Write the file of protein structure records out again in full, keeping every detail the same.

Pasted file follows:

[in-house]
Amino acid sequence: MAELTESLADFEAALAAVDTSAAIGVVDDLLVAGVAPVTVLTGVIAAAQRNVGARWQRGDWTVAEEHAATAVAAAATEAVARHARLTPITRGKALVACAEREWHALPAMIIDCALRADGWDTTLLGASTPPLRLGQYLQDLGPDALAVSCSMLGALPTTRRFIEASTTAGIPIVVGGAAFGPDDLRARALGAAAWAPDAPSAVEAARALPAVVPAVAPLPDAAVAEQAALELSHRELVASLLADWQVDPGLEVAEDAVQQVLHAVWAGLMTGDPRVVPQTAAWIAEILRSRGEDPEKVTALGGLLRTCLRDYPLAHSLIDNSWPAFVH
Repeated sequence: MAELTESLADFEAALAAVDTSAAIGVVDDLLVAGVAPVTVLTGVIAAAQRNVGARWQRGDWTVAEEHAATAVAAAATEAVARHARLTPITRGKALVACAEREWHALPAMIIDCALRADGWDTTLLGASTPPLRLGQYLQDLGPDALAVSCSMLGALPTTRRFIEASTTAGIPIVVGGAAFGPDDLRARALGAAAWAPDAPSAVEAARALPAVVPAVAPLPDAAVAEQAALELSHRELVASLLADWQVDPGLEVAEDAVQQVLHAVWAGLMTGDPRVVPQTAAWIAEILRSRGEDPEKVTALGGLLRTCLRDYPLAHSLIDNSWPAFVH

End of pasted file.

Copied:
[in-house]
Amino acid sequence: MAELTESLADFEAALAAVDTSAAIGVVDDLLVAGVAPVTVLTGVIAAAQRNVGARWQRGDWTVAEEHAATAVAAAATEAVARHARLTPITRGKALVACAEREWHALPAMIIDCALRADGWDTTLLGASTPPLRLGQYLQDLGPDALAVSCSMLGALPTTRRFIEASTTAGIPIVVGGAAFGPDDLRARALGAAAWAPDAPSAVEAARALPAVVPAVAPLPDAAVAEQAALELSHRELVASLLADWQVDPGLEVAEDAVQQVLHAVWAGLMTGDPRVVPQTAAWIAEILRSRGEDPEKVTALGGLLRTCLRDYPLAHSLIDNSWPAFVH
Repeated sequence: MAELTESLADFEAALAAVDTSAAIGVVDDLLVAGVAPVTVLTGVIAAAQRNVGARWQRGDWTVAEEHAATAVAAAATEAVARHARLTPITRGKALVACAEREWHALPAMIIDCALRADGWDTTLLGASTPPLRLGQYLQDLGPDALAVSCSMLGALPTTRRFIEASTTAGIPIVVGGAAFGPDDLRARALGAAAWAPDAPSAVEAARALPAVVPAVAPLPDAAVAEQAALELSHRELVASLLADWQVDPGLEVAEDAVQQVLHAVWAGLMTGDPRVVPQTAAWIAEILRSRGEDPEKVTALGGLLRTCLRDYPLAHSLIDNSWPAFVH